You excitedly press Publish, and … even days later … crickets.

Heartbreaking, right?

We all like to think that the amount of effort we invest in creating a piece of content directly correlates to how deeply it resonates with readers. But, experience has repeatedly shown this is not the case.

So, what’s the deciding factor if it’s not effort?

Luck? Timing? Skill?

Yes, the factors above do play a part. But, more often than not, it comes down to these two elements:

  1. If your content doesn’t hook readers in the first few sentences, it doesn’t matter how good the rest of it is, you’ve lost them.
  2. If you don’t clearly communicate your idea, readers may lose interest after your introduction because they don’t have an incentive to keep reading.

So, how do we write both a strong hook and a strong idea? That’s what I’m going to break down for you today.

What’s a hook?

A hook is a narrative technique that operates exactly as it sounds.

It’s information so interesting that it hooks the reader’s attention, and they feel compelled to see what comes next. So, they keep reading.

The hook works in tandem with the headline; the headline delivers the reader to the first lines of an article, and then the hook in those first few lines launches the reader deeper into the piece of content.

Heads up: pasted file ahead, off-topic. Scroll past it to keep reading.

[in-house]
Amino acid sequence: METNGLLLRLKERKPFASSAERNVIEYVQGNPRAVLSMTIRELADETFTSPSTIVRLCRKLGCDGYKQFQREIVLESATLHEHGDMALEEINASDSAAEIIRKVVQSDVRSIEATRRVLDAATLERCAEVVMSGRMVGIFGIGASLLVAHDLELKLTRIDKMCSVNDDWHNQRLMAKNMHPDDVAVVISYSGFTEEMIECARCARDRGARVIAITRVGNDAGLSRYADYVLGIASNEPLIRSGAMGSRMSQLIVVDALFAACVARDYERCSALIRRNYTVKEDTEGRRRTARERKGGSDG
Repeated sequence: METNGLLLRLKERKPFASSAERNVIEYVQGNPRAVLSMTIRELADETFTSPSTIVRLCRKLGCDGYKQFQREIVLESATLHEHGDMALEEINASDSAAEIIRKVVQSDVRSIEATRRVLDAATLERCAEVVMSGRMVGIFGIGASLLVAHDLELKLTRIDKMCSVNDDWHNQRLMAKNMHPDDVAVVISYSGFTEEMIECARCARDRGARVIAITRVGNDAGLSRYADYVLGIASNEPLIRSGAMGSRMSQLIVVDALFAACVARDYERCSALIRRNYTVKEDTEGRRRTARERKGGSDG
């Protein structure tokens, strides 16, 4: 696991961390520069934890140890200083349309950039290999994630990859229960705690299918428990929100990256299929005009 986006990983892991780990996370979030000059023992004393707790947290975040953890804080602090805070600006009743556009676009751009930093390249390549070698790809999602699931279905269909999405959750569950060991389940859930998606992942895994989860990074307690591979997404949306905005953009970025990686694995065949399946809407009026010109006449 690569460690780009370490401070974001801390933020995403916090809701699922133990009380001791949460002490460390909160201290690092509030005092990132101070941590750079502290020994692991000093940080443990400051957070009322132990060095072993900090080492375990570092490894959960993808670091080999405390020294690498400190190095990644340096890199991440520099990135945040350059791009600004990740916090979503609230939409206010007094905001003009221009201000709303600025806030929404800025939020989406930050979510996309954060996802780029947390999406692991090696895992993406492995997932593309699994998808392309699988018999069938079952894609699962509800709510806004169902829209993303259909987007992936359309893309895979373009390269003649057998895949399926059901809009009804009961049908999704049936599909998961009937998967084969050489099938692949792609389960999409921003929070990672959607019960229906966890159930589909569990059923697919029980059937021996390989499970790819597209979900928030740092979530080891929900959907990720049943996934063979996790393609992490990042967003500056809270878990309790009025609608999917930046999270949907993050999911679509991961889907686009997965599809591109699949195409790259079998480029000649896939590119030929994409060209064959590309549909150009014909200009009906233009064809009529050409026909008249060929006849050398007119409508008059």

What’s the idea?

The dictionary definition of an “idea” is:

“A thought or suggestion as to a possible course of action.”

That neatly sums up what we’re trying to do when we write anything. We want to share a thought, make a suggestion and/or inspire people to take a certain action.

Why is your content’s idea so crucial?

Because your idea drives the payoff the reader will get from continuing to read your article.

That payoff can be:

  • Laughing from your humor
  • Learning new information
  • Taking meaningful action that will help them reach their goals

The idea forms the backbone of your article that leads to a positive outcome for both you and your readers.